In the short-run, stronger sanctions that include trade, would impose large costs on countries imposing sanctions without necessarily achieving their goal.  In the long-run, current importers of Russian natural gas could make themselves less dependent on their current unreliable supplier. The new government of Ukraine could eliminate the large subsidies to the use of natural gas that they have retained since gaining independence in 1991. Indeed, loans from the IMF are likely to be conditional on eliminating subsidies that currently contribute to Ukraine being one of the largest users of energy per dollar of GDP. EU members could diversify their sources of gas by building facilities to import liquefied natural gas, as Poland is currently doing at the Baltic port of Swinoujscie and Lithuania is doing at the Baltic port of Klaipeda.  The United States, which has recently become a much bigger producer of natural gas, could remove its obsolete restrictions on exports of natural gas. The U.S. Department of Energy approved an export application on March 24, and 24 more applications are currently waiting for approval.

New discoveries of natural gas off Israel and Cyprus could contribute to reducing the regional monopoly power of Russian gas. Conversely, restrictions by some EU countries on exploration for shale gas contribute to protecting Russia’s monopoly power. So does Germany’s resolve to abandon nuclear energy.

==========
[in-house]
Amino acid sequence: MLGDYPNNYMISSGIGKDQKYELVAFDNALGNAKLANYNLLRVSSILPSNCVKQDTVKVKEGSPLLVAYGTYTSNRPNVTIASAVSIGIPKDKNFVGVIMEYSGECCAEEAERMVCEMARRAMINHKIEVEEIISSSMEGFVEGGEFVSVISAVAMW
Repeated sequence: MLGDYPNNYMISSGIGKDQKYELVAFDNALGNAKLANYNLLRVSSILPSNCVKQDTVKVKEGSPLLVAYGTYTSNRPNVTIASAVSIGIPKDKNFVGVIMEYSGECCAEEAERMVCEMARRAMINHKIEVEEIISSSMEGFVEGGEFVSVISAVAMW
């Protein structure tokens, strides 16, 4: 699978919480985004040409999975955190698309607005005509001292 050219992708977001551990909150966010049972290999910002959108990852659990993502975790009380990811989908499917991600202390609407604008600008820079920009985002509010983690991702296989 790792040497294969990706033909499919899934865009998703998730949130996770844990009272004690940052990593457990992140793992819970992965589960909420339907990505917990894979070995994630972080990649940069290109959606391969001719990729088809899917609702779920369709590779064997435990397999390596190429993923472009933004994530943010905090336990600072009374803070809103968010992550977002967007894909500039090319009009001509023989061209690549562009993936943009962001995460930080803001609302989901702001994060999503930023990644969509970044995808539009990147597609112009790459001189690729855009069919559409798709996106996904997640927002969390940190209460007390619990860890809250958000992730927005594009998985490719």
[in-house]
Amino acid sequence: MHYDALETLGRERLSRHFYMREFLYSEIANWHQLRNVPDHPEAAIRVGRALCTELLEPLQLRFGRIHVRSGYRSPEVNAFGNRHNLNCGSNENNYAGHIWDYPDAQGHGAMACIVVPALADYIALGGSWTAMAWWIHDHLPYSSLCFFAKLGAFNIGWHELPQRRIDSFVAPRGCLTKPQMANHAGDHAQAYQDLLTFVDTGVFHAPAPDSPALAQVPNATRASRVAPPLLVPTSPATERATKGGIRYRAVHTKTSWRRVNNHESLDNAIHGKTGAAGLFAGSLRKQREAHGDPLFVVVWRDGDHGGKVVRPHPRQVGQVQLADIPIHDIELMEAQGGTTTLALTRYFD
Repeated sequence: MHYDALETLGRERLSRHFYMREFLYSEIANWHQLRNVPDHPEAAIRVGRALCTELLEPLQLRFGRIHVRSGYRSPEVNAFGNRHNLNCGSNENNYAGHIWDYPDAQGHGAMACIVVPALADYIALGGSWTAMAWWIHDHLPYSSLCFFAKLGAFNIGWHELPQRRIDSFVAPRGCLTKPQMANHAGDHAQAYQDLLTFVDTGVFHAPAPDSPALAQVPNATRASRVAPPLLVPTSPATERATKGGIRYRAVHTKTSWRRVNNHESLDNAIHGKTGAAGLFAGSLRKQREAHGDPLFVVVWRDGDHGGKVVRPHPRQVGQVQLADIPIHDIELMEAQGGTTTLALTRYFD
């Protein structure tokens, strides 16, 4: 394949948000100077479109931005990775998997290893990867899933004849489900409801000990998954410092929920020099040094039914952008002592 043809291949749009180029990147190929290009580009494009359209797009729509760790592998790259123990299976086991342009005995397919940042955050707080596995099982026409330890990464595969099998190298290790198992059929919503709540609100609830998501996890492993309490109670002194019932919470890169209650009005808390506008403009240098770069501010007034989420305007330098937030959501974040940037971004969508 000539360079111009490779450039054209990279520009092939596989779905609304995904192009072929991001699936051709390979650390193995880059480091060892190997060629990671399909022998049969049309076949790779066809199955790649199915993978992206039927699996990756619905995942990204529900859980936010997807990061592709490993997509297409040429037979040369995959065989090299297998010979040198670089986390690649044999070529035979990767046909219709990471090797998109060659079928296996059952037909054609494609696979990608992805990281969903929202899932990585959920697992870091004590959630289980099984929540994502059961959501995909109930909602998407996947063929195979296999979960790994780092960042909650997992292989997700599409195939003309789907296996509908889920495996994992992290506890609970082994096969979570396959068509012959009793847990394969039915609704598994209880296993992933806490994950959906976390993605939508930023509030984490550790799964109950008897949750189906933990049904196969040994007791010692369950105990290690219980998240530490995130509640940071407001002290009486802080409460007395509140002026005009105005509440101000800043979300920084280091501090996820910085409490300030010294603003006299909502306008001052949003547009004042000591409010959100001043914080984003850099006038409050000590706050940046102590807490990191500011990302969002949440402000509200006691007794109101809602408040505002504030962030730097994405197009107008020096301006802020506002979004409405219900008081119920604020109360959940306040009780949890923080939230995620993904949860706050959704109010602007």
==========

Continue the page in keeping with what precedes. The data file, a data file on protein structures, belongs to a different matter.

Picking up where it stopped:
There is another factor that reduces the economic leverage of Russia in the long-run. When the Russian government seizes territory and assets in Crimea, or when it seizes the assets of political opponents in Russia, it blatantly ignores the property rights of owners and the rule of law. If investors have access to world markets that provide better protection for their property, many of them will move their funds abroad. In the first quarter of 2014, the Russian government announced an estimated capital outflow of $70 billion (compared to an outflow of $63 billion for all of 2013). If these funds were withdrawn from what would have been productive investments, the large capital flight would be harmful to the Russian economy. The latest World Bank forecast calls for a drop in Russian real GDP of 1.8% for 2014.


Weak economic sanctions against individual Russians and Ukrainians (and Bank Rossiya) have not deterred Russia from annexing Crimea. Stronger sanctions that would include restricting exports and imports have been avoided so far, because they would do large damage to some countries imposing sanctions, as well as to Russia. Based on the history of the use of economic sanctions, they would be unlikely to achieve the goal of persuading Russia to withdraw from Crimea. Limits on transporting natural gas strengthen Russia’s short-run monopoly power in the region. Current importers from Russia can reduce their long-run vulnerability to supply interruption by investing in alternative sources of natural gas and other forms of energy. As an inefficient user of natural gas, Ukraine can reduce its vulnerability to an interruption by immediately ending its subsidies to the use of energy. The United States could contribute to increasing sources of natural gas by immediately ending limits on natural gas exports.


Hufbauer, Gary et al. Economic Sanctions Reconsidered, 3rd ed, 2007

Reuters:  ”EU Options on Russian Energy Stranglehold Few and Pricy,” March 24, 2014

Wall Street Journal: “Court Rulings Against Penalties Make EU Wary,” March 21, 2014

5 Responses to “Limits on the Efficacy of Russia’s Economic Weapon”

Mikhail ChebanApril 1st, 2014 at 4:51 am

Sanctions in long run will work if
1.Us to sell its oil reserve which is obsolete
To reduce oil prices $10-$15
2.Restrictions on high end military equipment
Exports to Russia.
3.restrictions on technology exports to Russia restrictions of credits and investments to Russia
In long run above named sanctions will degrade Russia development into high end economy.